The government should come together with conservationists, environmentalists and other stakeholders including members of public and head out to hotspots to remove snares set up to trap animals that are fatal to wildlife. Lethal snares are set by poachers in the camouflage of bushes ready to trap the animals. The poachers target the diverse wildlife inhabitants including zebras, antelopes, impala, buffaloes, gazelles, waterbucks and bush bucks among other animals. One day I stumbled on the body of a dead fawn in the bush. The fawn had been strangled by the neck with a wire. It got caught in the snare trying to go through the thick bush. The fawn had been in the trap for a considerable time since its carcass was desiccated, the skin hardened onto the skeleton. A quick look at the carcass one could tell that the animal had been there for many days. Even if I had raised any concern by looking deep into the issue to discover animal defense mechanism, I couldn’t probably have made any impact because of the brutality and ignorance of the greedy KWS rangers and whose mandate is to protect wildlife and create alternatives for people to coexist with wildlife. The government should try out a way to scour several habitats to find these snares. Snares bring pain, suffering and death of animals. We should help end the suffering of wildlife in poaching hotspots where animals roam freely. This will help in restoring the wildlife population and ensuring proper protection and care to end the growing threat, bush meat trade.
The Kenyan constitution Under article 69(1) provides that the state shall protect genetic resources and biological diversity, Article 69, 1(g).eliminate processes and activities that are likely to endanger the environment) 69(2), every person has a duty to cooperate with state organs and other persons to protect and conserve the environment and ensure ecologically sustainable development and use of natural resources.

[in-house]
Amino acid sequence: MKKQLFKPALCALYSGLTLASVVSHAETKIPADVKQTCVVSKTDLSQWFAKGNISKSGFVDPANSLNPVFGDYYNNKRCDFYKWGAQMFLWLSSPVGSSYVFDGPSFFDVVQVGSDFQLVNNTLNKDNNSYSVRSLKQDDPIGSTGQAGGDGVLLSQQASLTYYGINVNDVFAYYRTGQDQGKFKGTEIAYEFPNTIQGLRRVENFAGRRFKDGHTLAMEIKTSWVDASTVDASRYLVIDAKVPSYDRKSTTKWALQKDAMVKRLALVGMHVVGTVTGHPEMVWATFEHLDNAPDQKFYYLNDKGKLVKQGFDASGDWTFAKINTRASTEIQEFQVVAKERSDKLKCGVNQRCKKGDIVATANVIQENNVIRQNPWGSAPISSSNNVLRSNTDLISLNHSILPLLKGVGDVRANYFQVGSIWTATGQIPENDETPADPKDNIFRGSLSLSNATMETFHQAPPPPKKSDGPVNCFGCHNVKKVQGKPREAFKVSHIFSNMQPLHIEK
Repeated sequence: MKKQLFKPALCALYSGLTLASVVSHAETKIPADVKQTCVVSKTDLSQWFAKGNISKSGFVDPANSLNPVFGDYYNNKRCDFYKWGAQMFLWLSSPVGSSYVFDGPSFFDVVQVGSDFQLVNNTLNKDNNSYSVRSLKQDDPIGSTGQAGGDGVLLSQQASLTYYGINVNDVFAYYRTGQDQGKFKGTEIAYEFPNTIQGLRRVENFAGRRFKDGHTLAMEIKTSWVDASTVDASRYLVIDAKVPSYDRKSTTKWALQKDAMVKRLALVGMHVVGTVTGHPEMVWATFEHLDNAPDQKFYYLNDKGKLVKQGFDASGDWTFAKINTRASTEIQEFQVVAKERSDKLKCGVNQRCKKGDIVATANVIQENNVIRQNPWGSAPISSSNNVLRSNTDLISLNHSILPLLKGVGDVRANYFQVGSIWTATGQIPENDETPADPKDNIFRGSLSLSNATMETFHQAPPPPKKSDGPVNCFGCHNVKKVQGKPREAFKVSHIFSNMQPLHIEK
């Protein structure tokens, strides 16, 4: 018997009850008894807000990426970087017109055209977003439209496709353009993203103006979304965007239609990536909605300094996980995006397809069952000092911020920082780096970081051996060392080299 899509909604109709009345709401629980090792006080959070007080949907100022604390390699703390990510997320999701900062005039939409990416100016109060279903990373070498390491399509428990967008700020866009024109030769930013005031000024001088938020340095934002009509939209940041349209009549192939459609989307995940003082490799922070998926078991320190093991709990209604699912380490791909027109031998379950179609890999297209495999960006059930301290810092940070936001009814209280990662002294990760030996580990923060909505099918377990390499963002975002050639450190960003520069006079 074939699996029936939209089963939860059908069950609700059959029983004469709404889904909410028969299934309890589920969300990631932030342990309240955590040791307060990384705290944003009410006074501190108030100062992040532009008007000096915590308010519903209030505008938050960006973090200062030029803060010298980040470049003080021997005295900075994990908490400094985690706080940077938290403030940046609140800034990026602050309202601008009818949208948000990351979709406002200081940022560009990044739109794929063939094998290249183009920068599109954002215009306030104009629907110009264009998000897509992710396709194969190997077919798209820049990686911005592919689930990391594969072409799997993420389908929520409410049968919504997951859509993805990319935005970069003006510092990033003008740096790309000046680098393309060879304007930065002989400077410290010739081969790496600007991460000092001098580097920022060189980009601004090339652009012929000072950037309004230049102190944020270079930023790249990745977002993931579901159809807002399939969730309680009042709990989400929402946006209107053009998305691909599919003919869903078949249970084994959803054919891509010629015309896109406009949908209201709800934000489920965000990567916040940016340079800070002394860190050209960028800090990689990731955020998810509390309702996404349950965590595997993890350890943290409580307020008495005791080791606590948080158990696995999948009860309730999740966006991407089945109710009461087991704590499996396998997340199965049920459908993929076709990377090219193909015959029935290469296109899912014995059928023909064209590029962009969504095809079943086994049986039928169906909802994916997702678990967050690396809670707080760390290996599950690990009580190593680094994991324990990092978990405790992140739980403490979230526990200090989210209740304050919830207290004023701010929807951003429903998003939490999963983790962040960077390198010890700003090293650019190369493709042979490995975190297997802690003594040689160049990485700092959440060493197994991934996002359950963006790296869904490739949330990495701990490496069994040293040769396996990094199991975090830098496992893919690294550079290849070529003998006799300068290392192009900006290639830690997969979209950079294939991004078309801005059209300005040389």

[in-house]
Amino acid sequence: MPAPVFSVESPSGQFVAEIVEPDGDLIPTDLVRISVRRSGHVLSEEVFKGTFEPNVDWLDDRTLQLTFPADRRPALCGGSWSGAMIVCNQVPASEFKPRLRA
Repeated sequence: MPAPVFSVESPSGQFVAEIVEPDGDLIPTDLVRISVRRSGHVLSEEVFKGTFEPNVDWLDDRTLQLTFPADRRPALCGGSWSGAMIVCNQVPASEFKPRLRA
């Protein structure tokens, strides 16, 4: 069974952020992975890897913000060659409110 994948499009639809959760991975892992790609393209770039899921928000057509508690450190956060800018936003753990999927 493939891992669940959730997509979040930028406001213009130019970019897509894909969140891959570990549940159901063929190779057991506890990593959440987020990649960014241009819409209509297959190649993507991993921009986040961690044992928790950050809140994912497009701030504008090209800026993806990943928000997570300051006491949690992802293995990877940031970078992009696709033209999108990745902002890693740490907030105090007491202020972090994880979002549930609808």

3.Catching fish with poison
In my own studies carried out in my village of origin, I learnt that some native inhabitants use some plant species to stun fish and simply scoop them out of water. I managed to discover two native plants used to capture fish in the area despite the practice being illegal. These plants are Thephrosia vilosa and Warburgia ugandensis.
This poison works in such a manner that it affects the ability of the fish to breathe. The fish basically suffocates or passes out until they access fresh clean water in order for them to return to normal, this poison is normally not fatal, unless the fish is exposed to high doses for a long period of time. The plant’s leaves are first picked and crushed using a sack until a thick green mixture is obtained and the sack is carefully tied so that the leaves do not come out of the bag, the bag is then placed in the pool and it is rinsed thoroughly so that the juice comes out as it mixes with the water. The best targets are slow flowing streams that have distinct pools, the flow of water is blocked by making a temporary dam to block the flow or simply decrease the flow enough to slow down the rate of dilution. The good thing about the large water bodies and fast flowing streams is that it is not practical to employ the tact because the sheer size of the water body and constant influx of fresh clean water quickly dilute the poison for it to be effective or before it can be effective.
The risk of the using the herbs is that it leads to massive killing of fingerlings, some adult fish and other macro invertebrates in the stream or river.
The government of Kenya together with other conservation agencies should collaborate in an attempt to end loss of wildlife as a result of illegal human activities.